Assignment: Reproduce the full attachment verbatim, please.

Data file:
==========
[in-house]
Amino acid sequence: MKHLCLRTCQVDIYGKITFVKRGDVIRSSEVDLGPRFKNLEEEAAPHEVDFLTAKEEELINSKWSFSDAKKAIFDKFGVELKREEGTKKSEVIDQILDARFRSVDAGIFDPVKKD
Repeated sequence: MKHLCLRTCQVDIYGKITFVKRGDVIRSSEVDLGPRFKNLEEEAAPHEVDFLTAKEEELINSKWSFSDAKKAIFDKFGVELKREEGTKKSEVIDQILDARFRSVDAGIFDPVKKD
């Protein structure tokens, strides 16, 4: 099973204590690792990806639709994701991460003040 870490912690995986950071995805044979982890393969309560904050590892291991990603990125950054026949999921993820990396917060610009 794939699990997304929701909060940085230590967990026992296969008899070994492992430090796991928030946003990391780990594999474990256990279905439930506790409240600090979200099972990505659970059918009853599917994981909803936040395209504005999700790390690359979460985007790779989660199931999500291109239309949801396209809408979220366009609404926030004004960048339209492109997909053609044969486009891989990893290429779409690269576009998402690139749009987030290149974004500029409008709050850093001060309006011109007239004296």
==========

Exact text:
[in-house]
Amino acid sequence: MKHLCLRTCQVDIYGKITFVKRGDVIRSSEVDLGPRFKNLEEEAAPHEVDFLTAKEEELINSKWSFSDAKKAIFDKFGVELKREEGTKKSEVIDQILDARFRSVDAGIFDPVKKD
Repeated sequence: MKHLCLRTCQVDIYGKITFVKRGDVIRSSEVDLGPRFKNLEEEAAPHEVDFLTAKEEELINSKWSFSDAKKAIFDKFGVELKREEGTKKSEVIDQILDARFRSVDAGIFDPVKKD
């Protein structure tokens, strides 16, 4: 099973204590690792990806639709994701991460003040 870490912690995986950071995805044979982890393969309560904050590892291991990603990125950054026949999921993820990396917060610009 794939699990997304929701909060940085230590967990026992296969008899070994492992430090796991928030946003990391780990594999474990256990279905439930506790409240600090979200099972990505659970059918009853599917994981909803936040395209504005999700790390690359979460985007790779989660199931999500291109239309949801396209809408979220366009609404926030004004960048339209492109997909053609044969486009891989990893290429779409690269576009998402690139749009987030290149974004500029409008709050850093001060309006011109007239004296």